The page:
Dr. Jody Kaufman
Buttons came in for her yearly exam last November. She was a healthy and happy house cat who never went out, weighing 9.7 pounds. She was given a clean bill of health and went home.
Then she went missing one day in December. Her people combed the neighborhood, put up flyers, posted messages on Facebook and Craigslist, all to no avail.
Then six and a half weeks later, a call came. A volunteer for Safer, a feline rescue organization, had trapped a stray and brought it to a local veterinarian. She was weak, feverish, and emaciated (weighing 4.5 pounds). They scanned to see if she had a microchip and....she was reunited with her owners!
The most plausible story is that she had sneaked out through a loose window in the sunroom. A house in the neighborhood that had been foreclosed for over a year was having some work done, and then was closed up again. Workmen returned six weeks later. While the workers didn't see her, a âstrayâ appeared in the area.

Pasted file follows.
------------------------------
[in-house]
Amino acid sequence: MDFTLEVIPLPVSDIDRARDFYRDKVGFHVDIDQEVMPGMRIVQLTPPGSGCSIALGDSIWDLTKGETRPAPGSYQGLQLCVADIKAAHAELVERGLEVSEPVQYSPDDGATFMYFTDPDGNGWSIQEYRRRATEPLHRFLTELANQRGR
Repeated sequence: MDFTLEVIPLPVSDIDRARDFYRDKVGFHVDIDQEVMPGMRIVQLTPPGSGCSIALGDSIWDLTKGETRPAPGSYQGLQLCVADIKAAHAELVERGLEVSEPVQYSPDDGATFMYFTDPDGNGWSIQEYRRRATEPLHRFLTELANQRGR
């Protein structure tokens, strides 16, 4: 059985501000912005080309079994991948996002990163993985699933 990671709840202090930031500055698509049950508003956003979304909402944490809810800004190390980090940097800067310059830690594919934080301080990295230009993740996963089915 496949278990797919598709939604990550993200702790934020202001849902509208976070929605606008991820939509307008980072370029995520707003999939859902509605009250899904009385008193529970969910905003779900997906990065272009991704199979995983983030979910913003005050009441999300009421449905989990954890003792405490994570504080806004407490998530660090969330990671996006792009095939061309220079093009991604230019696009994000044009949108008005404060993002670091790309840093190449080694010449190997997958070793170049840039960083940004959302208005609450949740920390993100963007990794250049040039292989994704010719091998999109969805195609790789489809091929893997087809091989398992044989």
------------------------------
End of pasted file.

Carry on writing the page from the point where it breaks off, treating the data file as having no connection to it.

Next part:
She's been home for a week and has already regained a half pound. Except for being anemic, thin, and having frostbite on the tips of her ears, she's in fine shape, all things considered. She will probably lose the very tips, but it will only make her cuter, if that's possible.
It can be difficult to convince people whose cats are strictly house cats that microchips are necessary. It's always the unexpected: a house fire, burglary, an environmental disaster, or a broken screen that results in a lost pet. I have no doubt that the chip helped save Buttons's life. She was so weak and sickly that most shelters would have simply euthanized her. But instead she's home and on the road to recovery.